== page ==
Some of the brain diseases are dementia, Huntington’s disease, Parkinson’s disease, and others. The statistics show that 5.4 million Americans are diagnosed with Alzheimer and 1 million Americans are diagnosed with Parkinson’s disease. Moreover, the numbers are expected to further increase in the upcoming years. With the high prevalence of brain diseases, it is necessary to take good care of your brain health. In addition to controlling your blood pressure, you should also consume best brain foods for improving your brain health.

Your brain needs sufficient blood supply to function properly. High blood pressure could cause severe damage to your brain if it is not controlled. Here are the ways how high blood pressure can affect your brain health.

Transient ischemic attack (TIA): TIA is also called mini stroke. It is simply a temporary obstruction of blood supply to your brain. The root cause of TIA is high blood pressure. TIA is generally caused because of a blood clot or atherosclerosis, which are caused because of high blood pressure.

Damages and weakens your brain’s blood vessels: Uncontrolled blood pressure will damage and weakens the blood vessels in your brain. This will further lead in narrowing, rupturing, or leakage. When this happens, you are likely to suffer from stroke. Moreover, uncontrolled blood pressure will also form a blood clot in your arteries, which blocks the blood from getting to the brain, which will lead to stroke.

Dementia: Dementia is simply a brain disease, which causes thinking, reasoning, memory, and other problems related to functions of the brain. There are various causes of dementia, and one of the causes is high blood pressure. As high blood pressure results in obstruction in arteries, which is responsible for providing blood to the brain, it causes vascular dementia.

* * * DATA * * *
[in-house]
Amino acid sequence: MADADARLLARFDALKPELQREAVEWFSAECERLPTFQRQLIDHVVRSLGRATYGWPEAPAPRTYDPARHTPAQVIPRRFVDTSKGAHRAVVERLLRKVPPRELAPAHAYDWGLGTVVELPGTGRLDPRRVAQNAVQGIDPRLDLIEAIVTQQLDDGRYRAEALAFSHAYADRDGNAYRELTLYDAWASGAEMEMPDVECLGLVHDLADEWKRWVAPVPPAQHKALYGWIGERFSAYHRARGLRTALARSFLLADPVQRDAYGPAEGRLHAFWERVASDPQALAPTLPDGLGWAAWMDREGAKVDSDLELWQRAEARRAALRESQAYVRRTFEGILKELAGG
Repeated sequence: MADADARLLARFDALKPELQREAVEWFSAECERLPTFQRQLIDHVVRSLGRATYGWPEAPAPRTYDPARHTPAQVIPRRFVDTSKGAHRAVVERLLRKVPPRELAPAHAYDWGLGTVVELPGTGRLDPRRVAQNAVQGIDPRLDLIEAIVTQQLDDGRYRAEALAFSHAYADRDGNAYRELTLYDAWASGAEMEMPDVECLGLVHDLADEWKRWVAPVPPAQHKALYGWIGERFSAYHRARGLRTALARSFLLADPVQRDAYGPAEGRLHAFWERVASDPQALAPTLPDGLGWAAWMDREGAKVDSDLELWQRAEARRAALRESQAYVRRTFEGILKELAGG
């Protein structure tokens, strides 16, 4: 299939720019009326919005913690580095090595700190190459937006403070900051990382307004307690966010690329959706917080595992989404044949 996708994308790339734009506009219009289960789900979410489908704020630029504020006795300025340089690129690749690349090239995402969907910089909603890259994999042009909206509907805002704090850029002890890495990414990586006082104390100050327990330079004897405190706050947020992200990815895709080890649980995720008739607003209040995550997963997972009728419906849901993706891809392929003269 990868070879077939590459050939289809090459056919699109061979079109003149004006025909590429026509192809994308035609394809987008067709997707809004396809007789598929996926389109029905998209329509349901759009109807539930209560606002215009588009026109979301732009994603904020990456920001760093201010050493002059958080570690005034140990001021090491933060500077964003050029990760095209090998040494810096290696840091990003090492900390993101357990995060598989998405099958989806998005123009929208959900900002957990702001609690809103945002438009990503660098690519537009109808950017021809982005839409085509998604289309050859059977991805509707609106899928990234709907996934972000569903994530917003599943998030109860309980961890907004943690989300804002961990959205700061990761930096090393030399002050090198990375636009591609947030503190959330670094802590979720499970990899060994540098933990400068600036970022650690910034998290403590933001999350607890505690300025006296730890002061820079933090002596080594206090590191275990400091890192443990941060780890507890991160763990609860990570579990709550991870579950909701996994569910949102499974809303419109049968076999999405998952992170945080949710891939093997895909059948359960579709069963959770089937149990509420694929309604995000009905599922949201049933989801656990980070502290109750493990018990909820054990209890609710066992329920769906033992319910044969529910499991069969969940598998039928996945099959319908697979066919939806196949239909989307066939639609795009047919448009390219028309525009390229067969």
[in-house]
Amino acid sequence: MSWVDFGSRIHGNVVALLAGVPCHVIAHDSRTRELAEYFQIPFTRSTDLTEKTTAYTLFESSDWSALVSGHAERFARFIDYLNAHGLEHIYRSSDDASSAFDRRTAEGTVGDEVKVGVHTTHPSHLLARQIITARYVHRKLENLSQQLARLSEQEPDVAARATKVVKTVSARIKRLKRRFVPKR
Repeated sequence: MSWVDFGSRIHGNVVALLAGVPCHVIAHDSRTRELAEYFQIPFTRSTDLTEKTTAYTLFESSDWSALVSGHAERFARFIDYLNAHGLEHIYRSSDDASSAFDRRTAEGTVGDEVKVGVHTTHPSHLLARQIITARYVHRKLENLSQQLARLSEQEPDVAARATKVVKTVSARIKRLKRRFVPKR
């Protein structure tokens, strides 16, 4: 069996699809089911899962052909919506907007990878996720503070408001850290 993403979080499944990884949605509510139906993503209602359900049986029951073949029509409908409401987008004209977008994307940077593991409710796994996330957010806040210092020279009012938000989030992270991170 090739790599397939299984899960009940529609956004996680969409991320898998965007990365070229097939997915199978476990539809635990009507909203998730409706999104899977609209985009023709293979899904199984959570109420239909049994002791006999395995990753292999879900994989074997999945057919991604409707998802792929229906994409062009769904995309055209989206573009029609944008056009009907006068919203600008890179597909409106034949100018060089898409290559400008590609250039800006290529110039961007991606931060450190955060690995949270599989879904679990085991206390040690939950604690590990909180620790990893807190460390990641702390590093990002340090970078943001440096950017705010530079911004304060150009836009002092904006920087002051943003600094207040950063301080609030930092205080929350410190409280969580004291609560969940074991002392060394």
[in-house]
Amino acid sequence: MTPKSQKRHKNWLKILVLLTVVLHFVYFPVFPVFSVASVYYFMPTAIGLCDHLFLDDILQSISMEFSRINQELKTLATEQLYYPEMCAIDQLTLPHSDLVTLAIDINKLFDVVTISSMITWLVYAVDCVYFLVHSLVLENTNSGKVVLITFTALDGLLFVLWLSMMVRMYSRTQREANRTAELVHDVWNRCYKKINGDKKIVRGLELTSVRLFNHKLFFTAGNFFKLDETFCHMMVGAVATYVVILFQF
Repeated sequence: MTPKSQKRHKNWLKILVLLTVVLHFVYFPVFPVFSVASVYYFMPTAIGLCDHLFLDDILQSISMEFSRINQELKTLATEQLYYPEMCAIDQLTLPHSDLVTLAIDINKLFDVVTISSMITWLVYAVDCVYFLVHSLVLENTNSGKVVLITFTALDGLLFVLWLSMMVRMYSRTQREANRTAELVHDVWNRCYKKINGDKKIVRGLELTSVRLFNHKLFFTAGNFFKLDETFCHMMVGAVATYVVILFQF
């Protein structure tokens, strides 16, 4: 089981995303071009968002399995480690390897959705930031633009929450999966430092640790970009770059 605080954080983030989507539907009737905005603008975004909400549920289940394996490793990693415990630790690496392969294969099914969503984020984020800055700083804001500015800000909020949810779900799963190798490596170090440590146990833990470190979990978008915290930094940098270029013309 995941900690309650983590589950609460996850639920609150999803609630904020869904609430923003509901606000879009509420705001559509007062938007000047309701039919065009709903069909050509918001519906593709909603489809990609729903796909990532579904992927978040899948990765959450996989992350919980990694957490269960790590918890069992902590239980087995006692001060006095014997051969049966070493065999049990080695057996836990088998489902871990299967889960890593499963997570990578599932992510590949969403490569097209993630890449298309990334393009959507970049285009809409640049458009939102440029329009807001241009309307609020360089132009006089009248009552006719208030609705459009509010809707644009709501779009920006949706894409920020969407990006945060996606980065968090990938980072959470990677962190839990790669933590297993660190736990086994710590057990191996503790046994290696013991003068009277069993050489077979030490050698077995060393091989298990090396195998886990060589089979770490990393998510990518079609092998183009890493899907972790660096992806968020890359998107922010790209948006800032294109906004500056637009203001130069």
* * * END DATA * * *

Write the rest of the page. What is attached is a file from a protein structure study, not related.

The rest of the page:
Mild Cognitive Impairment: You need a good memory to smoothly carry out your day to day activities. However, with cognitive impairment, you will not be able to smoothly carry out your day to day operation. Mild cognitive impairment may be caused due to aging, diabetes, smoking, and high blood pressure. The obstruction of blood flow to your brain caused because of high blood pressure does not allow your brain to function properly, which may lead to mild cognitive impairment. You can try some of the top brain supplements like Geniux to improve your memory.

Conclusion

You are now well aware about the risks of not controlling your blood pressure. It is absolutely critical to control your blood pressure to improve your overall health. Your brain is a central processing unit of your body, and you don’t want to be careless regarding your brain health. You should seek for every possible way to improve your brain health; however, the first step is to control your blood pressure. You can also try some of the top memory aids for improving your memory.

I hope you will modify your lifestyle after reading this article. You can modify your diet, and do some physical workouts enhance your overall health. The study shows that exercises can also enhance your overall brain health. You don’t need to panic; you just need to take necessary actions to improve your health and lifestyle.

Author Bio:
Annie Lizstan works as a health and beauty consultant for online websites and an independent researcher by profession. She had completed her studies from university of Arizona and lives in Wasilla, Alaska.  She has experience researching as a passion as well as profession. You can also connect with her on Facebook, Twitter and Pinterest.

Ten Signs of Alzheimer’s – What you Need to Know!

The thought of Alzheimer’s is very concerning. Especially when it affects family and friends!

But the earlier Alzheimer’s (and other forms of dementia) are diagnosed the better the treatments available.

So we are sharing this list of signs and symptoms of Alzheimer’s disease from the Alzheimer’s Association.

Know the 10 signs – An infographic by the team at Alzheimer’s Association